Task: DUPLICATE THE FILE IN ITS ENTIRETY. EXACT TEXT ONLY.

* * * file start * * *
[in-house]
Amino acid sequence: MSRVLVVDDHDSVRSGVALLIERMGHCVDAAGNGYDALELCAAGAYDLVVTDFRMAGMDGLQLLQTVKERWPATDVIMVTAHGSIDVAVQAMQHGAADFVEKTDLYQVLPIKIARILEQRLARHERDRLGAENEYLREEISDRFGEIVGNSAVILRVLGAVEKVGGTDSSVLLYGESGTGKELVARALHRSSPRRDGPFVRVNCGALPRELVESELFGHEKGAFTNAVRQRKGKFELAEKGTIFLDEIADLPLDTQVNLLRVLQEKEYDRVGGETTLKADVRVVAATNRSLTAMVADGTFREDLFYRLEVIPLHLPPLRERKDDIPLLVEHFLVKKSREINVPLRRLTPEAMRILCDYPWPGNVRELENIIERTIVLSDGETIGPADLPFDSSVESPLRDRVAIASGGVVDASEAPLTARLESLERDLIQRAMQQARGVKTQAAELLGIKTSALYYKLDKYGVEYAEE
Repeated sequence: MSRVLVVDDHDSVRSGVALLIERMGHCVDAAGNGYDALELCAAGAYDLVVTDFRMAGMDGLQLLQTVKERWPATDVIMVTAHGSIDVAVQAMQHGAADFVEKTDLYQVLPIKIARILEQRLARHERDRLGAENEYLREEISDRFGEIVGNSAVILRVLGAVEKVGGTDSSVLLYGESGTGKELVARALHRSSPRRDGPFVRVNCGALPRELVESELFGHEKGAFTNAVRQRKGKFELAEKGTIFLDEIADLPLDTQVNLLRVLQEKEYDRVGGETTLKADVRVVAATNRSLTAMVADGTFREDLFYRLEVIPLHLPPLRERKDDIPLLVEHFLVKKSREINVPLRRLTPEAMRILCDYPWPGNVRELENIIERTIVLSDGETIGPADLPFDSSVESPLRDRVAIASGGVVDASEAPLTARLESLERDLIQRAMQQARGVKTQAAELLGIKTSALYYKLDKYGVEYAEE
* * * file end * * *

[in-house]
Amino acid sequence: MSRVLVVDDHDSVRSGVALLIERMGHCVDAAGNGYDALELCAAGAYDLVVTDFRMAGMDGLQLLQTVKERWPATDVIMVTAHGSIDVAVQAMQHGAADFVEKTDLYQVLPIKIARILEQRLARHERDRLGAENEYLREEISDRFGEIVGNSAVILRVLGAVEKVGGTDSSVLLYGESGTGKELVARALHRSSPRRDGPFVRVNCGALPRELVESELFGHEKGAFTNAVRQRKGKFELAEKGTIFLDEIADLPLDTQVNLLRVLQEKEYDRVGGETTLKADVRVVAATNRSLTAMVADGTFREDLFYRLEVIPLHLPPLRERKDDIPLLVEHFLVKKSREINVPLRRLTPEAMRILCDYPWPGNVRELENIIERTIVLSDGETIGPADLPFDSSVESPLRDRVAIASGGVVDASEAPLTARLESLERDLIQRAMQQARGVKTQAAELLGIKTSALYYKLDKYGVEYAEE
Repeated sequence: MSRVLVVDDHDSVRSGVALLIERMGHCVDAAGNGYDALELCAAGAYDLVVTDFRMAGMDGLQLLQTVKERWPATDVIMVTAHGSIDVAVQAMQHGAADFVEKTDLYQVLPIKIARILEQRLARHERDRLGAENEYLREEISDRFGEIVGNSAVILRVLGAVEKVGGTDSSVLLYGESGTGKELVARALHRSSPRRDGPFVRVNCGALPRELVESELFGHEKGAFTNAVRQRKGKFELAEKGTIFLDEIADLPLDTQVNLLRVLQEKEYDRVGGETTLKADVRVVAATNRSLTAMVADGTFREDLFYRLEVIPLHLPPLRERKDDIPLLVEHFLVKKSREINVPLRRLTPEAMRILCDYPWPGNVRELENIIERTIVLSDGETIGPADLPFDSSVESPLRDRVAIASGGVVDASEAPLTARLESLERDLIQRAMQQARGVKTQAAELLGIKTSALYYKLDKYGVEYAEE